He went on to talk about about the woes facing Florida's citrus and vegetable industries, outdoor veterans programs, the school lunch program, land conservation and assorted other topics.
Looking forward, Putnam vowed that a top priority in a Gov. Putnam administration would be promoting vocational and technical education.
"Everybody's for universities, everybody's for higher education, it's like being against crime," Putnam said. "It's not been as glamorous to invest in career and technical education. … A service tech in a Ford dealership is making $60,000 to $70,000 after a few years, and they can't find enough of them."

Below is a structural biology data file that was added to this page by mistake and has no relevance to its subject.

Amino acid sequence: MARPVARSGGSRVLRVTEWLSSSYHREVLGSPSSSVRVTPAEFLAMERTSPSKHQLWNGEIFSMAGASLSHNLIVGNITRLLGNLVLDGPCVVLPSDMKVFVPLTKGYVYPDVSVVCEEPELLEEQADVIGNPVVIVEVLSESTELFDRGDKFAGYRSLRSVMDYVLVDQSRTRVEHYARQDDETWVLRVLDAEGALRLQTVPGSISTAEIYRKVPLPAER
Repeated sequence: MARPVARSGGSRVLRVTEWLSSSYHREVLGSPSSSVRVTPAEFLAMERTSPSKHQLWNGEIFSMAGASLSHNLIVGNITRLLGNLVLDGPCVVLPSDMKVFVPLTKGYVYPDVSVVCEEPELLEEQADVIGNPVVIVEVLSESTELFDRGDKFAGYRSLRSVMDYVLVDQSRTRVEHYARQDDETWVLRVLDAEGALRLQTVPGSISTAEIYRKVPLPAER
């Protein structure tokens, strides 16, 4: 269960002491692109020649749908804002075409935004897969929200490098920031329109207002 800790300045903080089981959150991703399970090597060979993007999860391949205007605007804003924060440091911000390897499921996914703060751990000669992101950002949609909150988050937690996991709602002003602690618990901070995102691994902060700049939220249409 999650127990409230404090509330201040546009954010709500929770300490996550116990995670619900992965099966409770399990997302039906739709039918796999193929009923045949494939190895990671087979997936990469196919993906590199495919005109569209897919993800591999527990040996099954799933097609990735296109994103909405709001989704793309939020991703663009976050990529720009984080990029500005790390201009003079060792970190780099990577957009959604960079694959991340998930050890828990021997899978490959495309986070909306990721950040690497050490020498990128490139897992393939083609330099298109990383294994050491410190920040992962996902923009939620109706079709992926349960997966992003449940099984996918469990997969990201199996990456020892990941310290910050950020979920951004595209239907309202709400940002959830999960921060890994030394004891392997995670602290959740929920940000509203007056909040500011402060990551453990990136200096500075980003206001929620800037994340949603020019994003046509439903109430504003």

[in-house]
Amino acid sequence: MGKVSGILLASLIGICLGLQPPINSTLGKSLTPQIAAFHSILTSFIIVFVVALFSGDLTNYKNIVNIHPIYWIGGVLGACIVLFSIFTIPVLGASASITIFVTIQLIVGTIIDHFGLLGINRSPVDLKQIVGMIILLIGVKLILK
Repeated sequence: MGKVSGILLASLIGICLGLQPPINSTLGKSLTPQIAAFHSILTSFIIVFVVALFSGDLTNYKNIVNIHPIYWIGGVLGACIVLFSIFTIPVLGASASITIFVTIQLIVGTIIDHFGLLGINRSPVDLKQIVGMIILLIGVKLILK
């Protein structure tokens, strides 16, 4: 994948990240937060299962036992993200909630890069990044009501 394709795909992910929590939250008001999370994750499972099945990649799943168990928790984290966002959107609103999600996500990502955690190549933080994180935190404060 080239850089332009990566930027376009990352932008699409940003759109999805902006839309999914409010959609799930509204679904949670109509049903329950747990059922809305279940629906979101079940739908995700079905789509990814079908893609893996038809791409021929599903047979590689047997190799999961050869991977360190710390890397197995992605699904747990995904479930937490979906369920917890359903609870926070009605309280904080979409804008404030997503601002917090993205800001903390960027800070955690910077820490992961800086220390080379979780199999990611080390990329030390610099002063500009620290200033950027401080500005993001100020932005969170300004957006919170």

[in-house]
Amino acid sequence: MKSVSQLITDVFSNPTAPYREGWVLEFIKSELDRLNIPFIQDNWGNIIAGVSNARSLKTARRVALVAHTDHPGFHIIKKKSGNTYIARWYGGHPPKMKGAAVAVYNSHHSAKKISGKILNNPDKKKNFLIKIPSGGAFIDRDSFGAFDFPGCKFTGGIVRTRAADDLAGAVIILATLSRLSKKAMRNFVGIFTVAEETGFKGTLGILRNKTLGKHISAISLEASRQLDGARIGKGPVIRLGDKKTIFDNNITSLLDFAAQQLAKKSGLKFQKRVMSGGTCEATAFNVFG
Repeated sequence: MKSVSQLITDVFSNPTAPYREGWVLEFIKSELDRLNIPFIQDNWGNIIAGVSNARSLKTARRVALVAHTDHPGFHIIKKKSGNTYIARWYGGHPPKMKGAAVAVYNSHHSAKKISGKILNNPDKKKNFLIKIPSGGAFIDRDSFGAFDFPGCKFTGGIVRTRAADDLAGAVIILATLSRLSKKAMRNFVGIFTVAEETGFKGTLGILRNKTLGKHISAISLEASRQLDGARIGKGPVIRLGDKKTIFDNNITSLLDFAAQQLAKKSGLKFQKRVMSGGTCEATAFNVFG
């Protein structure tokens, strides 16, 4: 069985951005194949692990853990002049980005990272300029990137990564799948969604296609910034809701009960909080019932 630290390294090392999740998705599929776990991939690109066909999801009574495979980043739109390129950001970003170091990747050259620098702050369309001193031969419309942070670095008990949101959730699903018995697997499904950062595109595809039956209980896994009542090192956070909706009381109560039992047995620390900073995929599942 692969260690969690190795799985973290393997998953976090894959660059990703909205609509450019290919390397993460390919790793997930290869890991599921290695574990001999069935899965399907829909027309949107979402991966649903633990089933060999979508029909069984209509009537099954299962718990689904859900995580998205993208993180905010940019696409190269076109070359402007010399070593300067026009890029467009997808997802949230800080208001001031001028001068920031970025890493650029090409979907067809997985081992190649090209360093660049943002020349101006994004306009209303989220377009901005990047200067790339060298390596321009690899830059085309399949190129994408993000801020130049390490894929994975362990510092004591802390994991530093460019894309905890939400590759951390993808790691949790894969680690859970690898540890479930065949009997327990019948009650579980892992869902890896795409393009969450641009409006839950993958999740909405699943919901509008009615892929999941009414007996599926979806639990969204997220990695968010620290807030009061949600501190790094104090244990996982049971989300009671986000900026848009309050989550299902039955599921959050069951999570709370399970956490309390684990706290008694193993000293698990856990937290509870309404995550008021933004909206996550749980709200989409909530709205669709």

His campaign is focused on grassroots support, he insisted, but statewide campaigns can't "run on car washes and bake sales. … Anyone who contributes to my campaign is investing in my vision, my philosophy, my plan to take Florida to a stronger, better place."
Asked whether Florida still needs an elected agriculture commissioner considering that the agriculture industry has declined under his tenure, Putnam didn't miss a beat:
"After your tenure as political editor of the Times, it's hard to say that the newspaper industry is in better shape than when you began," he joked, going on to say that the ag industry remains so important to Florida that it requires a Cabinet-level official focused on it.